National Republican Senatorial Committee Chairman John Cornyn said campaign finance rules could be simplified, but he called a previous reform measure a failure.
Of course, none of this is to say that Cornyn's time at the NRSC has been a failure, or that it would be even if the GOP does not reclaim the Senate majority. Cornyn cut the fundraising gap between the NRSC and the DSCC from $70 million in 2008 to $12 million in 2010 and is on track to raise 20 percent more this cycle than he did last cycle.
Sen. John McCain (R-Ariz.), a co-sponsor of the original landmark campaign finance bill, believes change won't happen until a scandal rocks the system.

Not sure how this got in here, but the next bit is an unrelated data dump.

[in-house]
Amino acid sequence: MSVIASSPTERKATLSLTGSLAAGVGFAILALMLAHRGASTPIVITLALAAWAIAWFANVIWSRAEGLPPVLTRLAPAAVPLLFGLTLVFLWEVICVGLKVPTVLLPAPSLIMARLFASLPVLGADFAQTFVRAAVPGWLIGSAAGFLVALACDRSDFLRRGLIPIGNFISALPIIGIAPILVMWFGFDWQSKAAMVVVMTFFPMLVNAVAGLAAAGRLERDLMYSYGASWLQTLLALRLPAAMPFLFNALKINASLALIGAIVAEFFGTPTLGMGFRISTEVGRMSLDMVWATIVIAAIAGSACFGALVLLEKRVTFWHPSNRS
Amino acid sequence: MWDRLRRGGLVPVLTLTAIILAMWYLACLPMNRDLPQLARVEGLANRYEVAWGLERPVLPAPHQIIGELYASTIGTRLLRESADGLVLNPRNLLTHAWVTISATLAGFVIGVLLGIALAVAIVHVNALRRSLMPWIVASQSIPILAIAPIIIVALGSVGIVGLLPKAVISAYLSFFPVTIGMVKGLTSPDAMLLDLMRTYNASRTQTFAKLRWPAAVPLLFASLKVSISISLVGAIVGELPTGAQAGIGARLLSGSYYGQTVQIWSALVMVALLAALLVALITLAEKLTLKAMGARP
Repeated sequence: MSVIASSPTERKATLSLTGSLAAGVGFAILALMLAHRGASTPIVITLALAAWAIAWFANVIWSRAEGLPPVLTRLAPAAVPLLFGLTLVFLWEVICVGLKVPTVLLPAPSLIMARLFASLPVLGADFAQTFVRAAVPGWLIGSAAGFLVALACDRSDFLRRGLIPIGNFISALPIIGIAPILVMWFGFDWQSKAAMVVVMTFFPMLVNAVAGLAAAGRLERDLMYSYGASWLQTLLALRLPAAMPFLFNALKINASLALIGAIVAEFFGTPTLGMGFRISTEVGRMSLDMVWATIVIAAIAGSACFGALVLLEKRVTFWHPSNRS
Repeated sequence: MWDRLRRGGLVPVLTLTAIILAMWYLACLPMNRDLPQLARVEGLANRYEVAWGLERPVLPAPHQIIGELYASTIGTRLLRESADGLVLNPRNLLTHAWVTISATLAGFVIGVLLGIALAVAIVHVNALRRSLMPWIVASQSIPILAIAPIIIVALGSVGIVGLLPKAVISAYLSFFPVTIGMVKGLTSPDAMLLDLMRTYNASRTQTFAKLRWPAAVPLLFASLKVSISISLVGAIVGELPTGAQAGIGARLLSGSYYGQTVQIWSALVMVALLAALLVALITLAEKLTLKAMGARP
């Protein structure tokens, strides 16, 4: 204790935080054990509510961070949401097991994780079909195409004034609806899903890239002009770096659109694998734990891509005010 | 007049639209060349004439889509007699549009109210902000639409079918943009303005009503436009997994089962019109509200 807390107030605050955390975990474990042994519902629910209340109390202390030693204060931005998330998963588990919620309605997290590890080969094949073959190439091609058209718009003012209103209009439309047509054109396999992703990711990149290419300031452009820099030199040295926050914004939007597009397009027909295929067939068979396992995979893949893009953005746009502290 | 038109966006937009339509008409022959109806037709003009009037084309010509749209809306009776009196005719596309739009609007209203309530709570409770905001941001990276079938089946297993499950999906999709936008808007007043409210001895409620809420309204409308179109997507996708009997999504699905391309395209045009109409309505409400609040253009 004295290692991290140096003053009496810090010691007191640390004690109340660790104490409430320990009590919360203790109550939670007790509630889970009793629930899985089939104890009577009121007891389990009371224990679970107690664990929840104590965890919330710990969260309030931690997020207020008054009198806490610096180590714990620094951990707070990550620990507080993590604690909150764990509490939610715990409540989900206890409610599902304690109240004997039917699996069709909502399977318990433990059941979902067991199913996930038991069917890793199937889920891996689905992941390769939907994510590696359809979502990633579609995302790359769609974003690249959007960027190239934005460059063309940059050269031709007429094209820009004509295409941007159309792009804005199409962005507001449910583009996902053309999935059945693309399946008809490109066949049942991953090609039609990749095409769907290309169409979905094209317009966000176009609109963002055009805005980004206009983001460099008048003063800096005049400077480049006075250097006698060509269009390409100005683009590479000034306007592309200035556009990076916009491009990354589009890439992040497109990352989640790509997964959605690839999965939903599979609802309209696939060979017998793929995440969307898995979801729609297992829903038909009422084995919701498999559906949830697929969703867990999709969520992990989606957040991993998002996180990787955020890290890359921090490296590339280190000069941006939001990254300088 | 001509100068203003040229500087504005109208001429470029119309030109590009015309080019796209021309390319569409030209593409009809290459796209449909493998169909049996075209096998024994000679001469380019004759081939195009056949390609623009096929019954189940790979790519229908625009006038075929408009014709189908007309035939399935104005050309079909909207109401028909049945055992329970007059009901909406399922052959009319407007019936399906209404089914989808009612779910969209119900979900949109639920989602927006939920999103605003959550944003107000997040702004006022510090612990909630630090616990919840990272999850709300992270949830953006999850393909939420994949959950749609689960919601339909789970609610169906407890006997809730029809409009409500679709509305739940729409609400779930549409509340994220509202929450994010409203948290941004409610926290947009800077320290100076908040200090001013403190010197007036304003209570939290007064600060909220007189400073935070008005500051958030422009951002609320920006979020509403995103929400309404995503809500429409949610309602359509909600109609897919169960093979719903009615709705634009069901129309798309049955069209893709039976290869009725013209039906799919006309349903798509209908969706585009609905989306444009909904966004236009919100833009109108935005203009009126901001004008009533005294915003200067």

"I think that the flood of money, because of the Citizens United case, has destroyed the whole political system as we know it so I think we have got to go back. There will be scandals and then there will be reform," McCain said. "That's the history of the United States of America. ... Nothing is going to happen until the scandals take place."
Editors Note: The online version of this story has been updated from the print version.
Terri Henderson, 6, center, whose mother is El Salvador, attends a rally with members of Congress at Union Station's Columbus Circle to announce the Restore Opportunity, Strengthen, and Improve the Economy (ROSIE) Act on July 29, 2014. The legislation provides incentives for government contractors to pay a living wage and other benefits that would help low-income workers.